An enormous ceremonial platform which could be more than 2,000-years-old has been discovered at the ancient city of Petra in Jordan.
Satellite imagery and drone photography was used to reveal the monument, which is buried under the sand and measures 184x161ft – roughly the length and twice the breadth of an Olympic swimming pool.
“Petra is an outstanding site to test new survey technologies,” wrote archaeologists Sarah Parcak and Christopher Tuttle in a report titled Hiding in Plain Sight.
“Even after two centuries of fieldwork in Petra and its environs, new discoveries and identifications of monumental structures continue to be made.”
The archaeologists studied aerial images to distinguish details of the structure’s past glory, such as a huge staircase descending to the east and a wall of columns on one side.
And the oldest pottery found scattered around the site suggests the structure could be more than 2,150-years-old.
The monument is less than a kilometre south of Petra, the main city in southwest Jordan, which was named one of the seven new wonders of the world in 2007.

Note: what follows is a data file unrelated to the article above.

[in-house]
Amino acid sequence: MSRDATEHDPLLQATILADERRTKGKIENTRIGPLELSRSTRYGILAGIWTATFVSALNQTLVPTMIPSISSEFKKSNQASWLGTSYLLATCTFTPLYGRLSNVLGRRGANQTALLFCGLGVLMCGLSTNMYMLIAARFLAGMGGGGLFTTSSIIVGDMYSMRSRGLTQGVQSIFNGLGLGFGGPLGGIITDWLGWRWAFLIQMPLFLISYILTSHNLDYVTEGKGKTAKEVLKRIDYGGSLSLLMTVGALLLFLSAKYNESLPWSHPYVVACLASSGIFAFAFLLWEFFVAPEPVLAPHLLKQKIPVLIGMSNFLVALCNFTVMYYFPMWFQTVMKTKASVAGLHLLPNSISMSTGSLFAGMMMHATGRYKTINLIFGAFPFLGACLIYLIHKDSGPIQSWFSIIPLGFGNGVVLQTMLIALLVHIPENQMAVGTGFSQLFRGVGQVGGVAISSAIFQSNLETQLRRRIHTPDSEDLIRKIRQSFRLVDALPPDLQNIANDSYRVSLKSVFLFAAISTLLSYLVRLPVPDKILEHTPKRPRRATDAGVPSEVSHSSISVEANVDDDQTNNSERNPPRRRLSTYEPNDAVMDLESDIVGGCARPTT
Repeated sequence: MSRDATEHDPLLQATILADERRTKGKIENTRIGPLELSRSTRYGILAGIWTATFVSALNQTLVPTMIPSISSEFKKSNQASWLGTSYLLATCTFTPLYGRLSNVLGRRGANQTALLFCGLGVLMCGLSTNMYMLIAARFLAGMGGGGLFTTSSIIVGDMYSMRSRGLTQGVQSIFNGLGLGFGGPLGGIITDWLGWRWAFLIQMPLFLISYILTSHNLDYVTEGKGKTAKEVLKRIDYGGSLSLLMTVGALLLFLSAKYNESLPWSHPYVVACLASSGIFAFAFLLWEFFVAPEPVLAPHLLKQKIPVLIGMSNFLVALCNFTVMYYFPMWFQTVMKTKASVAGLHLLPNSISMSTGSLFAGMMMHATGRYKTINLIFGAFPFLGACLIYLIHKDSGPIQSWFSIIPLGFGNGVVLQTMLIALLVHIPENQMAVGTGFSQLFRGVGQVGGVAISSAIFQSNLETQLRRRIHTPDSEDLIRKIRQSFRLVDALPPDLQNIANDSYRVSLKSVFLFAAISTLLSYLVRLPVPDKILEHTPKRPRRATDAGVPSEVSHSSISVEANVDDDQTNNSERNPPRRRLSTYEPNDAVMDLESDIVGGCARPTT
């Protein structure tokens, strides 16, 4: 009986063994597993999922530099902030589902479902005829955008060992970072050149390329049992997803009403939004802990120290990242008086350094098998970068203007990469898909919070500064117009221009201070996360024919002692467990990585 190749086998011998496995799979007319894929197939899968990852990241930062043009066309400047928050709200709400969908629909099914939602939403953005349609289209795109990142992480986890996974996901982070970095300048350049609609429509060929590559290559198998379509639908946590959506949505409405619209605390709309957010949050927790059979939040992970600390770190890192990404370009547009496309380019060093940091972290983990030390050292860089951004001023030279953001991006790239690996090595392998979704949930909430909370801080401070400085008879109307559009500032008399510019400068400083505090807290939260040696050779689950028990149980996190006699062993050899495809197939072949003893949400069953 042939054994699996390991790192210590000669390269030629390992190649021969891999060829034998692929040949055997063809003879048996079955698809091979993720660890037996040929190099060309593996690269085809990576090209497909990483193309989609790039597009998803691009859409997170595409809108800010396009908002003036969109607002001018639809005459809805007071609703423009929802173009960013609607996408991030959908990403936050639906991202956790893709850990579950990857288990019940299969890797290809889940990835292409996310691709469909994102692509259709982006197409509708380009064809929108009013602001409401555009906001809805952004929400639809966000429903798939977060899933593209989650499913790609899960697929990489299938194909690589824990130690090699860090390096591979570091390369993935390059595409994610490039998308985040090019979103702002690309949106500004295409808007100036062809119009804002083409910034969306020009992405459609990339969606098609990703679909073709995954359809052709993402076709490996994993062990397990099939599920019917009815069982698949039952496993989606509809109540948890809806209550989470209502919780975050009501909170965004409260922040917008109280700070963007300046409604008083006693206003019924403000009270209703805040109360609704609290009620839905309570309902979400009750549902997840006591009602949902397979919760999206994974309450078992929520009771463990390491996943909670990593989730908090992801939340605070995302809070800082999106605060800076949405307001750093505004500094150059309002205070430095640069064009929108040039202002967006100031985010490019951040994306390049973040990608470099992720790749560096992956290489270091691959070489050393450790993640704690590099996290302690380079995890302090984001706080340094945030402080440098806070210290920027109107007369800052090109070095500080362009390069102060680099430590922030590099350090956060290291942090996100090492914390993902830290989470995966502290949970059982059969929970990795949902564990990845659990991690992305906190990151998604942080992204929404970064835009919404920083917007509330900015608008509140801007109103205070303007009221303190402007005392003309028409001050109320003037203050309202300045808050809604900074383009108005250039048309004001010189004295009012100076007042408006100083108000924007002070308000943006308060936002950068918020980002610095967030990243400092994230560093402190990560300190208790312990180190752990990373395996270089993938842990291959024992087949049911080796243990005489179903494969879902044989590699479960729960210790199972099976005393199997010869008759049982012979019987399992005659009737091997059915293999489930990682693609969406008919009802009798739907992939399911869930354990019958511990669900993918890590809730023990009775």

“I knew something was there and other archaeologists – who have worked in Petra for the last, God knows, 100 years at least,” Mr Tuttle told The Guardian. He said he knew of at least one other expert that had noticed something at the site.
But nobody paid attention to the structure’s sides, as they resembled terrace walls common to the city, he said.
More than half a million tourists visit Petra each year, a city partly carved into red, pink and white cliff faces, which has been inhabited since prehistoric times.
It was the capital of the Nabataean empire from 400 BC to 106 AD and remained unknown to the western world until the early 19th century.
More recently, the city provided the backdrop for the 1989 film Indiana Jones and the Last Crusade.
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